Mix New Dye Colours

        You can change an original Tintex package colour just by adding another dye (example: one 55g package of brilliant yellow + one 55g package of kelly green makes a bright green). 

        • Mix different dyes together to change the original colour (example: 100% cotton terry fabric dyed with a colour formula of 2 tsp scarlet red + 1 tsp royal blue + 1 tsp purple + 1 cup of hot water to make shocking pink).  
        Scarlet Red + Royal Blue + Purple = Shocking Pink

          Scarlet Red Dyed Fabric Royal Blue Dyed Fabric Purple Dyed Fabric Shocking Pink

          • Adding more of one dye than the other will change the colour (example: 100% cotton terry fabric is dyed midnight blue and a blue green sample is made with 1 Tbsp midnight blue + 1 1/4 tsp kelly green). 
          Midnight Blue + Kelly Green = Blue Green 

            Midnight Blue Dyed Fabric Kelly Green Dyed Fabric Blue Green Swatch

            • Create classic neutrals like Marsala (example: 100% cotton terry is dyed a mixture of 2 tsp brown, 2 tsp scarlet red, and 1/4 tsp charcoal grey with hot water). Adjust the colour intensity to suit tour taste by changing the suggested amount of dye or substituting another dye in same colour family like dark brown, tan beige, beige, cardinal red or black. 

            Brown + Scarlet Red + Charcoal Grey = Marsala

            Brown Dyed Fabric Scarlet Red Dyed Fabric Charcoal Grey Dyed Fabric Marsala Dyed Fabric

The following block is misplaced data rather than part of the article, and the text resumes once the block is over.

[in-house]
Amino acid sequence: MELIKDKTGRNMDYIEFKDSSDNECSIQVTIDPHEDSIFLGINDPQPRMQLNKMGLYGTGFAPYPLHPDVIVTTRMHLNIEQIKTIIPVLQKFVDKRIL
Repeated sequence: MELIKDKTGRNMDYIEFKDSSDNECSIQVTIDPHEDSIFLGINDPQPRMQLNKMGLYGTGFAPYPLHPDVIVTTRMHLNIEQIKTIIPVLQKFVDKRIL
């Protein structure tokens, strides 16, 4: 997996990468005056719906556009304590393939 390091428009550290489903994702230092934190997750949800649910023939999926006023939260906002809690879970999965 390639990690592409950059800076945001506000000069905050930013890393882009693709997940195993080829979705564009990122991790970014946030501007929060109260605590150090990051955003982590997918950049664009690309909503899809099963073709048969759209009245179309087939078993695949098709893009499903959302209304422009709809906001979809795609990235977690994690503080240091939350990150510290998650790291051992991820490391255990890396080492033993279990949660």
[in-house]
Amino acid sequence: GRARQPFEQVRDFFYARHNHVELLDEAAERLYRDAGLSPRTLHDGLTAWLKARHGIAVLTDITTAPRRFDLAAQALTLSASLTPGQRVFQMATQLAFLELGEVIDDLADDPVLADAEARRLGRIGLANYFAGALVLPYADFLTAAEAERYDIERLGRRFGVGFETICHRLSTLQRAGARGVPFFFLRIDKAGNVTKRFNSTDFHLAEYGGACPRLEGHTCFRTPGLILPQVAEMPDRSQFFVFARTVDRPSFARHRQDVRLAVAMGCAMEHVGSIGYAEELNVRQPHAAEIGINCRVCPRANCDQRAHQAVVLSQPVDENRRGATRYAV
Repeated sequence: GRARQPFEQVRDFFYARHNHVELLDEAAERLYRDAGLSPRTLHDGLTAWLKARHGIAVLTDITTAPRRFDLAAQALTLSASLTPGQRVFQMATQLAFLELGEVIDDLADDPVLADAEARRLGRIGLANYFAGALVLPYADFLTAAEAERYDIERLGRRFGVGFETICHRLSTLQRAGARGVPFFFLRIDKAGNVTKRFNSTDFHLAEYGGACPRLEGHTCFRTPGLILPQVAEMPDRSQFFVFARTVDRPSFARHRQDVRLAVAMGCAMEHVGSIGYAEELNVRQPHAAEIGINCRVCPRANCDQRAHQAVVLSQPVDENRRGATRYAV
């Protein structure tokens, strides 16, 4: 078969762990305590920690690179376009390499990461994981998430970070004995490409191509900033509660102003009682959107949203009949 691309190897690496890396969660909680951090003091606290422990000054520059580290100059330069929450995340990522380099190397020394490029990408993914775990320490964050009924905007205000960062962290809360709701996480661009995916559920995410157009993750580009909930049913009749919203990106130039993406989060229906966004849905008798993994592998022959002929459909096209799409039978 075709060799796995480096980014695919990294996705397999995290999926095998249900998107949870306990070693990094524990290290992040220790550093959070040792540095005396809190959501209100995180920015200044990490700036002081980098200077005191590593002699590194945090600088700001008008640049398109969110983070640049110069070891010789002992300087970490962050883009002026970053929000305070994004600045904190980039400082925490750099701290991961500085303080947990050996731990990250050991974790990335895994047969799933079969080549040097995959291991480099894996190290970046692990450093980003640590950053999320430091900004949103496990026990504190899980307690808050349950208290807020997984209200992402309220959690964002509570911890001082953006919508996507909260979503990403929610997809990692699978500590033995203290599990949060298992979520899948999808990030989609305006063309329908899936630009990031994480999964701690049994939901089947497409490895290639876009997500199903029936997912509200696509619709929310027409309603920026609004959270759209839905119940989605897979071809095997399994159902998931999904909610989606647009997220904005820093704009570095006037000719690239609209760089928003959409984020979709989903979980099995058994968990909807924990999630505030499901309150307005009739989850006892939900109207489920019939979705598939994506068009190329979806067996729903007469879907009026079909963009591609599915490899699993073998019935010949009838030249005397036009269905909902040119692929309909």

The Dye Colour Wheel

            If you are dyeing your fabric a similar or darker colour you don't always have to lighten before. You can get new colours by over-dyeing (example: red fabric turns purple if you dye it blue without lightening the colour before). See how the colours relate on the colour wheel: 

            Colour Wheel

            Basic Colour Theory For Dyeing:

            Primary Colours: Red, Yellow & Blue combine to make all other colours.

            Scarlet Red Dyed Fabric Brilliant Yellow Dyed Fabric Royal Blue Dyed Fabric

            Secondary Colours mix two primary colours (Red, Yellow or Blue) together.

            Dark Plum Dyed Fabric Tangerine Orange Dyed Fabric Forest Green Dyed Fabric

            Purple *called Violet in colour theory = (Red + Blue)  
            Orange = (Red + Yellow)
            Green = (Yellow + Blue)
              Tertiary Colours: mix adjacent primary and secondary together
              Red Violet = (Red + Purple)
              Red Orange  = (Red + Orange)
              Yellow Orange  = (Yellow + Orange)
              Yellow Green = (Yellow + Green)
              Blue Green = (Blue + Green)
              Blue Violet = (Blue + Purple)
                Complementary Colours are opposite on the colour wheel (Orange & Blue, Yellow & Purple and Red & Green). 

                Tangerine Orange Dyed Fabric Royal Blue Dyed Fabric Brilliant Yellow Dyed Fabric Purple Dyed Fabric Scarlet Red Dyed Fabric Forest Green Dyed Fabric

                Split Complementary Colour: Choose two colours on either side of a complementary colour (for example: Yellow, Blue Violet & Red Violet). 

                Analogous: side by side on the colour wheel (Red, Red Orange & Orange). 

                Monochromatic: different shades of the same colour extended using tints & tones